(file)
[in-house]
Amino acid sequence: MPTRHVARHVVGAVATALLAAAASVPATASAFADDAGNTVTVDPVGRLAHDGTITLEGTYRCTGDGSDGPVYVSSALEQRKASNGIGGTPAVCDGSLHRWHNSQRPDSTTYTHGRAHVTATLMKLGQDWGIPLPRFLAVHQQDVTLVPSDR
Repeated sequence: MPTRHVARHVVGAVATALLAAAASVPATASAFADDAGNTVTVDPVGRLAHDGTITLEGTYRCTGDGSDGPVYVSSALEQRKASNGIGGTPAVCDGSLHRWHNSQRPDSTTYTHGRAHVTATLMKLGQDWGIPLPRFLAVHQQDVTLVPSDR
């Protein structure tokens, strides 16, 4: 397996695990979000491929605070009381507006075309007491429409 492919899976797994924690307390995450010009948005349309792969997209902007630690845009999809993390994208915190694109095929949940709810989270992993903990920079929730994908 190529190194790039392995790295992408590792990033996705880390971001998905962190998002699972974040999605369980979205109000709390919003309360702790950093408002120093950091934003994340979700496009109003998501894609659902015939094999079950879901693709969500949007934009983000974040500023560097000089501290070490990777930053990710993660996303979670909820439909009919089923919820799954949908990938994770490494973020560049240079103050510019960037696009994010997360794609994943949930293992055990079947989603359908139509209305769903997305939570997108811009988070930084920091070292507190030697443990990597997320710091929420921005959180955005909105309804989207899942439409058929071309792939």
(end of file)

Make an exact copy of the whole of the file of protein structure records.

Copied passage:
[in-house]
Amino acid sequence: MPTRHVARHVVGAVATALLAAAASVPATASAFADDAGNTVTVDPVGRLAHDGTITLEGTYRCTGDGSDGPVYVSSALEQRKASNGIGGTPAVCDGSLHRWHNSQRPDSTTYTHGRAHVTATLMKLGQDWGIPLPRFLAVHQQDVTLVPSDR
Repeated sequence: MPTRHVARHVVGAVATALLAAAASVPATASAFADDAGNTVTVDPVGRLAHDGTITLEGTYRCTGDGSDGPVYVSSALEQRKASNGIGGTPAVCDGSLHRWHNSQRPDSTTYTHGRAHVTATLMKLGQDWGIPLPRFLAVHQQDVTLVPSDR
């Protein structure tokens, strides 16, 4: 397996695990979000491929605070009381507006075309007491429409 492919899976797994924690307390995450010009948005349309792969997209902007630690845009999809993390994208915190694109095929949940709810989270992993903990920079929730994908 190529190194790039392995790295992408590792990033996705880390971001998905962190998002699972974040999605369980979205109000709390919003309360702790950093408002120093950091934003994340979700496009109003998501894609659902015939094999079950879901693709969500949007934009983000974040500023560097000089501290070490990777930053990710993660996303979670909820439909009919089923919820799954949908990938994770490494973020560049240079103050510019960037696009994010997360794609994943949930293992055990079947989603359908139509209305769903997305939570997108811009988070930084920091070292507190030697443990990597997320710091929420921005959180955005909105309804989207899942439409058929071309792939």